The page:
West: What drives me nuts with the comic book movies is when you hear people describe them, “You know what’s cool about that one? It was so grounded.” And you’re like, “Grounded? What are you talking about?” It’s Batman! How is it grounded? I don’t mean that to knock Batman. I mean that to knock the way in which we’re….
Ransone: Making movies.
West: And culturally, the way in which our cinematic IQ has changed. It’s subjective, but for me, it’s changed in a way that’s frustrating because I’m happy to sit and watch The Maltese Falcon and go, “Cool.” Look at this performance as a whole, not just acting, just the whole thing. It’s cinema, but we don’t really look at it as cinema. We look at it more as content now, more than we look at it as cinema and as a filmmaker that is something that keeps you up at night.
LRM: But even you look at a biodrama like “Sully”… that’s a real movie about a real story that happened, but you can’t get away from the fact that it’s Tom Hanks. I’m glad you mentioned music, because with this you’re working with a lot of the same crew as your other movies, including Jeff Grace, who really knocked one out of the park with his score. The music is perfect. Is this you and your crew watching a lot of movies to figure out what works?
West: You know, I think Jeff did an amazing job, and really, he did it all himself, which is a massive undertaking, but I remember our early conversations. I was like, “The music has to be a part of the conversation in this movie.” So if somebody likes this movie, when they say why they like it, one of the things they have to say is about the music. It’s so much a part of the identity of the movie, that it can’t shake it, not just because that’s traditional for Westerns or specifically the “Dollars” trilogy, but because that’s, again, the performance of cinema to me, and so I wanted an opening title sequence that had such a bombastic score that was exciting in its own right, that you felt like “Whoa.” You’ve watched the opening of this movie and you’re either in or out. Hopefully, you watch it and go, “Wherever this is going, I’m down, because so much has just hit me… “ So much personality from the people that made this movie, like the human beings that made this movie, is on display here. I think to make the movie larger than life and to give the movie an identity with the music is something that is important with all movies. I think people underestimate how important that is.
Ransone: Yeah, it’s cool that there’s a theme that you can remember. You can actually remember the melody of the theme, and that goes back to an older cinematic IQ about what you were talking about before. It’s even like John Williams. The last time I remember people having that, in terms of a big motion picture that hit the zeitgeist was Inception. Not my favorite of (Nolan’s) movies but people will remember the (does impression of the music) and when you embed something that’s precognitive into a visual experience, it will always elevate it. Again, I think that’s something that’s been missing from this idea of, “Are we making films? Are we making content?” I can’t remember the theme of any movie that I watched in the last six years, and I think that’s actually why people like Stranger Things, because you have that crazy… it’s telegraphing to the audience exactly what they’re going to watch as that credit sequence comes up, whether it be based in nostalgia, it doesn’t matter, but at least you’re having an immersive experience. Do you know what I mean? On some level — and I think about this often — it’s that we’re a storytelling species and the reason we tell stories is to have an altered state of consciousness, so if we’re not heading towards that, then I don’t see the point in making it.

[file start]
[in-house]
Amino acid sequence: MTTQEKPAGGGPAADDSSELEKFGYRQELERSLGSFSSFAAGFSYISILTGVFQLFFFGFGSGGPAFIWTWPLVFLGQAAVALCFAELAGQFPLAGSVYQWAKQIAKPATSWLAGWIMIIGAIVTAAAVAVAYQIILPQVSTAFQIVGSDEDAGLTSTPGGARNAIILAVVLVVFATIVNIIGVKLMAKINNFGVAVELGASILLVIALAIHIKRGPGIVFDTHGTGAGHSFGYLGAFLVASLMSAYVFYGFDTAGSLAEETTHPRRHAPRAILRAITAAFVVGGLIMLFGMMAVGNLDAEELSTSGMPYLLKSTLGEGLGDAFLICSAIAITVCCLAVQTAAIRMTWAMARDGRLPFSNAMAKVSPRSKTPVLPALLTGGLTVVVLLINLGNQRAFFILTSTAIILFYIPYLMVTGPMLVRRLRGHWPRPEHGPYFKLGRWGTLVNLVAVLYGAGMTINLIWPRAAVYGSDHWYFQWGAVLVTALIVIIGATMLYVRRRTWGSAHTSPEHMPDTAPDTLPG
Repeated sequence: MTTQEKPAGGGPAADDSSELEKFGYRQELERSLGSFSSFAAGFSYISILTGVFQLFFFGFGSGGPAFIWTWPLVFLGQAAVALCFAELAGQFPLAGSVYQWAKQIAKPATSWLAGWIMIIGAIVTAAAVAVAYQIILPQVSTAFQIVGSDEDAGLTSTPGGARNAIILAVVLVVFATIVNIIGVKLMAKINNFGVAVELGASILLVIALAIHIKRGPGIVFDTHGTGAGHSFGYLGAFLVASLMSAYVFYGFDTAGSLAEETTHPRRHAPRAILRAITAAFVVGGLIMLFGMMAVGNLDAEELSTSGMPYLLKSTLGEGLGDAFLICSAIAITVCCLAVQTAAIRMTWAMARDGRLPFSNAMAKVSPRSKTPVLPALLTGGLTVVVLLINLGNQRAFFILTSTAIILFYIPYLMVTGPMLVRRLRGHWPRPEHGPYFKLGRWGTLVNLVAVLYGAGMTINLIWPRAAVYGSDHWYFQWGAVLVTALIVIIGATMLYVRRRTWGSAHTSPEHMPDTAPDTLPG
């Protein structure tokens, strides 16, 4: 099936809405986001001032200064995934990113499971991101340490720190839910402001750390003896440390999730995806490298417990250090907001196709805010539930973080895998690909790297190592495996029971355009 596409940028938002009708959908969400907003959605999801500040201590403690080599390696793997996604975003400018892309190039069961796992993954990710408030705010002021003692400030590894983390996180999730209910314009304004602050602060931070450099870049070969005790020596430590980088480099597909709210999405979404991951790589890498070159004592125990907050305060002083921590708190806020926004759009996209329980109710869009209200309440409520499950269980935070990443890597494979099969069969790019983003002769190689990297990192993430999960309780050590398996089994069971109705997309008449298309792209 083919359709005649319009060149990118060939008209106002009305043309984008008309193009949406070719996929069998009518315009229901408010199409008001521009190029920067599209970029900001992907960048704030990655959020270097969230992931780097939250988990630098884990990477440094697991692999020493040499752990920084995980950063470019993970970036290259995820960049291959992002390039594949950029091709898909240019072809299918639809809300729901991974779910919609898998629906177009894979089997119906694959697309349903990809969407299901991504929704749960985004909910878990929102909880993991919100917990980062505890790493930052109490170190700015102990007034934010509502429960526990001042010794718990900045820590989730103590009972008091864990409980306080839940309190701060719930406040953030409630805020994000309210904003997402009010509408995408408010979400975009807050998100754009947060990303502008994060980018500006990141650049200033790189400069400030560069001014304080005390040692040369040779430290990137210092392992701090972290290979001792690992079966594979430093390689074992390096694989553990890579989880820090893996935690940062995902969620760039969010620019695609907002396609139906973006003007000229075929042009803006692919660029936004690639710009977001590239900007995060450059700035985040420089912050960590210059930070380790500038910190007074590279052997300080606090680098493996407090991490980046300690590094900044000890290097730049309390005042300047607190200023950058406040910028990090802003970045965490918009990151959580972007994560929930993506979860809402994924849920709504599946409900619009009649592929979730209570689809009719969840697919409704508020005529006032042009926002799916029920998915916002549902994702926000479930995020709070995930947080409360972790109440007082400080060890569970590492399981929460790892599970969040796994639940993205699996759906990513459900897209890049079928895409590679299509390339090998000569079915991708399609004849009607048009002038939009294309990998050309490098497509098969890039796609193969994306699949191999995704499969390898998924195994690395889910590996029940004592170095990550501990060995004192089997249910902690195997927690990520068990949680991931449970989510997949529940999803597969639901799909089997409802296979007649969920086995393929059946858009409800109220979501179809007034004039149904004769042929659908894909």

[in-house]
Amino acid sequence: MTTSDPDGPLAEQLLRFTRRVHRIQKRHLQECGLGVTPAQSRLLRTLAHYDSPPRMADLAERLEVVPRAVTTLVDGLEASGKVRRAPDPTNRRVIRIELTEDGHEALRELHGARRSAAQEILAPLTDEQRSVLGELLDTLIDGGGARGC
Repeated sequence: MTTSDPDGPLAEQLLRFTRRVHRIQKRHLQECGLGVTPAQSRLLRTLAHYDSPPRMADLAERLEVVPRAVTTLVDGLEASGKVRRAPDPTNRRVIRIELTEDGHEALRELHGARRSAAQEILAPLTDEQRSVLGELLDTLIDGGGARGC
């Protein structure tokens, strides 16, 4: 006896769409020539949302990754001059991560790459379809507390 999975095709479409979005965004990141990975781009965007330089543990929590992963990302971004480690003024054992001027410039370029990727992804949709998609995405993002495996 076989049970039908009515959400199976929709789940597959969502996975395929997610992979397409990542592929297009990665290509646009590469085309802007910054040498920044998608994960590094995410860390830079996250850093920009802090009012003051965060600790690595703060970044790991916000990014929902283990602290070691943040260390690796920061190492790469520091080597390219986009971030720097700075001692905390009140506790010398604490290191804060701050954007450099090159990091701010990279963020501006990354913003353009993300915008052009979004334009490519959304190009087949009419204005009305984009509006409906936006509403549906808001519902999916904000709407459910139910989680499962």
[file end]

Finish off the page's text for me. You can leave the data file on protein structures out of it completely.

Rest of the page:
LRM: Any idea what you want to do next since this one has been done for some time? You’ve been doing some TV lately, so what’s next for you? Is Hollywood coming to you saying “Hey, we can get this guy who makes movies for $5 million…”
West: No, because no one wants to make movies for $5 million. They want to make a movie that makes a billion dollars.
LRM: But they end up spending $150 million and with you, maybe they can make the same movie for $100 million.
Ransone: It’s never enough.
West: No, I got a bunch of things, they all seem very promising. I have a science fiction film, I have a 1960s LSD hippie film, I have a TV series that I created myself that we sold recently, so things are good. I don’t have anything to totally announce right at the moment because either all these things are about to happen tomorrow or just completely evaporate into thin air, as is the movie business. I feel like… what are we coming up to? 2017? I feel like I’ll totally be shooting something in 2017.
LRM: I liked when you were doing a movie a year.
West: That’s what I want to do. I know this is a long gap for me. That’s why I started doing TV, just to get out there and keep directing, because you don’t want to get soft.